Chilver Thu 03-Dec-20 06:21:03

I agree with pp poster in that I would write a reference yourself and send it to your boss with a 'just trying to be helpful/ here is one I drafted, happy for you to use or amend and send type of cover email.

I would also go to HR if thst didn't work.

hopeishere Thu 03-Dec-20 06:23:21

What sort of reference is it? Most places just do basic confirmations now.

Pipandmum Thu 03-Dec-20 06:24:41

@Bills2pay has the right idea. Reducing your output is rather immature and won't get you the result you want.

YardleyX Thu 03-Dec-20 06:32:44

Is he/she writing you a personal reference?

Is it a very small business?

If not, then surely this is a basic HR task. Often they are outsourced to agencies.

maverickallthetime Thu 03-Dec-20 06:43:25

All references I've completed recently for staff have been tick box jobs- nice and quick! Hope you get it done soon.

Beautiful3 Thu 03-Dec-20 07:11:48

Ask hr to do it. It should be them anyway.

daisypond Thu 03-Dec-20 07:25:26

A manager writing a reference wouldn’t be allowed where I work. They are specifically banned from doing so. The reference has to come from HR, who usually have never met you and work in a different city. Are you sure your manager is the person to ask?

happinessischocolate Thu 03-Dec-20 07:27:14

Ask HR or can you not get one from a previous employer? I had this problem and my new employer accepted a reference from an ex colleague from a previous job.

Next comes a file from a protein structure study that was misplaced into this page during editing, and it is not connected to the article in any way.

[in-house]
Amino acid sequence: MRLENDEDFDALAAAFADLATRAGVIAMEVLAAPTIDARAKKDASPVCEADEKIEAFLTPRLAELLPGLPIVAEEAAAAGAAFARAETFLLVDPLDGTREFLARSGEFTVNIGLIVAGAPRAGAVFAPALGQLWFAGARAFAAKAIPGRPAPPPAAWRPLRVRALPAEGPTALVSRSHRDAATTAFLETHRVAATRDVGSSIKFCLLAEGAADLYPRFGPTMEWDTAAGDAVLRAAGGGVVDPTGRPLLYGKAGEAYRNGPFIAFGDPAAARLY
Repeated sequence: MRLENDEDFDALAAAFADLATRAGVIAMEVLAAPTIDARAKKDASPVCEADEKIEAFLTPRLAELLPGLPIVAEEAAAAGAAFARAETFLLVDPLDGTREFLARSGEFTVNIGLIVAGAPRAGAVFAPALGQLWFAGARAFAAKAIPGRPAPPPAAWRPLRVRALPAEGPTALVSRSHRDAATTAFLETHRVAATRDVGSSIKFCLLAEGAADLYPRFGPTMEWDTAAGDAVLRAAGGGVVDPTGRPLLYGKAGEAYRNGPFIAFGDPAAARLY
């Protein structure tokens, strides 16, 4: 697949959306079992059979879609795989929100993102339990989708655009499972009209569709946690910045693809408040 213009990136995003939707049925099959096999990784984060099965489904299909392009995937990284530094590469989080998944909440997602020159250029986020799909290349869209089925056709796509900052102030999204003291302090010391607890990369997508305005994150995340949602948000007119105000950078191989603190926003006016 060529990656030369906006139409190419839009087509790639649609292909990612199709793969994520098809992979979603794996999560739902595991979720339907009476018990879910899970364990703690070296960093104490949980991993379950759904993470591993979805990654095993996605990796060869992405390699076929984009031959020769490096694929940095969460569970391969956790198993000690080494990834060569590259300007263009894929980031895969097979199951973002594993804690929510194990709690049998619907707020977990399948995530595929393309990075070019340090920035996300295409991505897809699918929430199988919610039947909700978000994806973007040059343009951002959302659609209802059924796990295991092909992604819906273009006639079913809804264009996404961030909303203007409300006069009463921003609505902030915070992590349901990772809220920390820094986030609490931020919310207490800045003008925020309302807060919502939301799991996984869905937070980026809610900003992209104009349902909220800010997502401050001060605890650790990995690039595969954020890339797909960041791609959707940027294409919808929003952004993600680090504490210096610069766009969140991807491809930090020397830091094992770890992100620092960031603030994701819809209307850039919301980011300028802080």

Moondust001 Thu 03-Dec-20 07:31:16

If your action has no noticeable impact, what on earth is the point. Go over the managers head! Simple.

KatherineJaneway Thu 03-Dec-20 07:33:15

Do you have an HR department? If so the reference request should go to them, not your manager.

RosesAndHellebores Thu 03-Dec-20 07:56:09

Depends on the field and level of seniority.

It's a tricky one because as the employer I wouldn't confirm your contract without the reference and as an employee I wouldn't resign until the new contract was confirmed.

I think the factual draft is a good idea. I imagine your manager may simply be up to his arse in it. Having said that I have recently turned around very fast references for staff who left years ago.

WillSantaBeComingToTown Thu 03-Dec-20 08:02:12